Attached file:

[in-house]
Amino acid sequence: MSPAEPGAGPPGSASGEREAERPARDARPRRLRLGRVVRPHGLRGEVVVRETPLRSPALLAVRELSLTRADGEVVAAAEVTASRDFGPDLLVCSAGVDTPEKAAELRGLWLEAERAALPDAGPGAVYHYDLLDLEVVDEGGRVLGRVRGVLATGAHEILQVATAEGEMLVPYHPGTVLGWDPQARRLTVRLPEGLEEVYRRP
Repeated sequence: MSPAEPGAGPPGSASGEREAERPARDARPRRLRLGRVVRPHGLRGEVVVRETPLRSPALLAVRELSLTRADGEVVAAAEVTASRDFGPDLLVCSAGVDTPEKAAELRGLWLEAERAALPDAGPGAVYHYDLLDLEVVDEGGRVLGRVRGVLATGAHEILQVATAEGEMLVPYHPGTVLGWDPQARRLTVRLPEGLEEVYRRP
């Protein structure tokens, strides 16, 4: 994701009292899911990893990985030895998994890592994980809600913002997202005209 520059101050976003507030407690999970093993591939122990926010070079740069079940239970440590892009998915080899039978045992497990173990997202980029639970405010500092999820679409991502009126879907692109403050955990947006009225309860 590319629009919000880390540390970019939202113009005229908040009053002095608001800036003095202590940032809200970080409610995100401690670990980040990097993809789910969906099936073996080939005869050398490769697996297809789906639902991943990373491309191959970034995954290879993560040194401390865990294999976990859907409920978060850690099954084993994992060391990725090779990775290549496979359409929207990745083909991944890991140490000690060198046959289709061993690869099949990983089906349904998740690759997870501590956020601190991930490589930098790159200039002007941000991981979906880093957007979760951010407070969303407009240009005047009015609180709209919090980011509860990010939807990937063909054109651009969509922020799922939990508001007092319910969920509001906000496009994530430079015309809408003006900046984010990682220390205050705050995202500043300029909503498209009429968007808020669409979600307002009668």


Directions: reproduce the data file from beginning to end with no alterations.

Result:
[in-house]
Amino acid sequence: MSPAEPGAGPPGSASGEREAERPARDARPRRLRLGRVVRPHGLRGEVVVRETPLRSPALLAVRELSLTRADGEVVAAAEVTASRDFGPDLLVCSAGVDTPEKAAELRGLWLEAERAALPDAGPGAVYHYDLLDLEVVDEGGRVLGRVRGVLATGAHEILQVATAEGEMLVPYHPGTVLGWDPQARRLTVRLPEGLEEVYRRP
Repeated sequence: MSPAEPGAGPPGSASGEREAERPARDARPRRLRLGRVVRPHGLRGEVVVRETPLRSPALLAVRELSLTRADGEVVAAAEVTASRDFGPDLLVCSAGVDTPEKAAELRGLWLEAERAALPDAGPGAVYHYDLLDLEVVDEGGRVLGRVRGVLATGAHEILQVATAEGEMLVPYHPGTVLGWDPQARRLTVRLPEGLEEVYRRP
């Protein structure tokens, strides 16, 4: 994701009292899911990893990985030895998994890592994980809600913002997202005209 520059101050976003507030407690999970093993591939122990926010070079740069079940239970440590892009998915080899039978045992497990173990997202980029639970405010500092999820679409991502009126879907692109403050955990947006009225309860 590319629009919000880390540390970019939202113009005229908040009053002095608001800036003095202590940032809200970080409610995100401690670990980040990097993809789910969906099936073996080939005869050398490769697996297809789906639902991943990373491309191959970034995954290879993560040194401390865990294999976990859907409920978060850690099954084993994992060391990725090779990775290549496979359409929207990745083909991944890991140490000690060198046959289709061993690869099949990983089906349904998740690759997870501590956020601190991930490589930098790159200039002007941000991981979906880093957007979760951010407070969303407009240009005047009015609180709209919090980011509860990010939807990937063909054109651009969509922020799922939990508001007092319910969920509001906000496009994530430079015309809408003006900046984010990682220390205050705050995202500043300029909503498209009429968007808020669409979600307002009668």